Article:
In case you had forgotten in all this National Signing Day nonsense, there is a pretty epic basketball game this weekend. No. 19 Wisconsin hosts No. 3 Ohio State on Saturday with sole possession of first place in the Big Ten conference at stake.
It's been a wild ride for the Badgers over the past month. It began with a terrifying home loss to Iowa, followed by a heartbreaking home setback to Michigan State, and finally a blowout loss at Michigan. Yet, here we are. Wisconsin has found a way to win each of the last six games to the point where UW controls its own destiny in the Big Ten race. It's almost surreal.
A big thanks goes out to Chris Lauderback from OSU blogging juggernaut Eleven Warriors, for agreeing to give us the Buckeye perspective on this match up. I also chatted with Elika at Eleven Warriors for their preview.
B5Q: This weekend's match up might not have quite the same buzz as last year's tilt, but first place in the Big Ten is on the line. Where do you rank this game in terms of importance for Ohio State's season?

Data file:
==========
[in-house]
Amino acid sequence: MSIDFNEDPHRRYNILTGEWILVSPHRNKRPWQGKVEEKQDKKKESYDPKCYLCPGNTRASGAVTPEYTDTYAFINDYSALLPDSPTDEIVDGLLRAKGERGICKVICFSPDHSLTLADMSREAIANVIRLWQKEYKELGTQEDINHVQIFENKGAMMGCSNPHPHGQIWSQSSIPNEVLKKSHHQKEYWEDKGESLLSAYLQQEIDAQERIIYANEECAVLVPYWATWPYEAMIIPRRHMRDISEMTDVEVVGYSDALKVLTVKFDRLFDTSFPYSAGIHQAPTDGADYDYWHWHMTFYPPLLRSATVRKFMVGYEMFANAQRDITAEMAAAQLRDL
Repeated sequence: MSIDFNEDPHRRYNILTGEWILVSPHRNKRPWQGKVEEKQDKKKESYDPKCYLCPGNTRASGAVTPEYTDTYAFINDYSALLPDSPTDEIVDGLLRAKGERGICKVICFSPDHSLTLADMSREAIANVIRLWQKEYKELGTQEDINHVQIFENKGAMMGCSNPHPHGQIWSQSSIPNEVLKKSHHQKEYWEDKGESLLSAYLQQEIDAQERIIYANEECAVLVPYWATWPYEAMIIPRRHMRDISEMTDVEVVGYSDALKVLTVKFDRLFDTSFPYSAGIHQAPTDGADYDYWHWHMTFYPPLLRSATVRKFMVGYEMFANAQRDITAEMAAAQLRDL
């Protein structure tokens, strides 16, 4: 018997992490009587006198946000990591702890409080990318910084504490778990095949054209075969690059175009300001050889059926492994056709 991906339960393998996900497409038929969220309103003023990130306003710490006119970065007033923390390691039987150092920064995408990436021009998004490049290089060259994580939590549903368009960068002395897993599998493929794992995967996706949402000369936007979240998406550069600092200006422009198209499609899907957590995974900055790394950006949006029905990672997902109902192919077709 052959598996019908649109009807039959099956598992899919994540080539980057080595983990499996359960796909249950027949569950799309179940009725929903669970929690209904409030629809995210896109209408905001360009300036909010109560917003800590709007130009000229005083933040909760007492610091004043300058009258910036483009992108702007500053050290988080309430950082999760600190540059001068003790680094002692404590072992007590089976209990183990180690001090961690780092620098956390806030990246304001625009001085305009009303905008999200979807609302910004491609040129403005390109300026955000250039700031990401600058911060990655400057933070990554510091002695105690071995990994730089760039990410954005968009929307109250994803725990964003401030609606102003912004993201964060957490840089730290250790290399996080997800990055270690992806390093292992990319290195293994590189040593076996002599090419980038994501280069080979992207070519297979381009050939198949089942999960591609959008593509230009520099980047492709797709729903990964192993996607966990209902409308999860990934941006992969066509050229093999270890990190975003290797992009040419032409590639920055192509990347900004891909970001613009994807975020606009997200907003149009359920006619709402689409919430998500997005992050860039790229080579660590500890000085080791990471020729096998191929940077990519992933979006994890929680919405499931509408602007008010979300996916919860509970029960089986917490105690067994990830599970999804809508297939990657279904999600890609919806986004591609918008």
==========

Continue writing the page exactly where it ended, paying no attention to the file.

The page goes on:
11W: No question winning this game is of huge importance to Ohio State. Obviously, maintaining sole possession of first place is the number one priority and the opportunity to beat Bo Ryan, frankly a coach the team and fans don’t like very much, in Kohl would be very significant. The Buckeyes are just 3-3 on the road this year and would love to gain some confidence by beating an upper tier conference team at their place. A win would also be a great springboard to the second half of their regular season slate.
B5Q: In the off-season, Jared Sullinger got himself into better shape and was expected to terrorize the league on a new level. He's been slowed a bit by injuries. As you've watched him, what is the most underappreciated area in which he's improved as a sophomore?
11W: We’ve discussed this particular topic a few times over at 11W. For me, while I’m happy to see that he’s been able to unveil a very effective midrange jump shot this year, I continue to think his most underrated skill is how he handles the double team.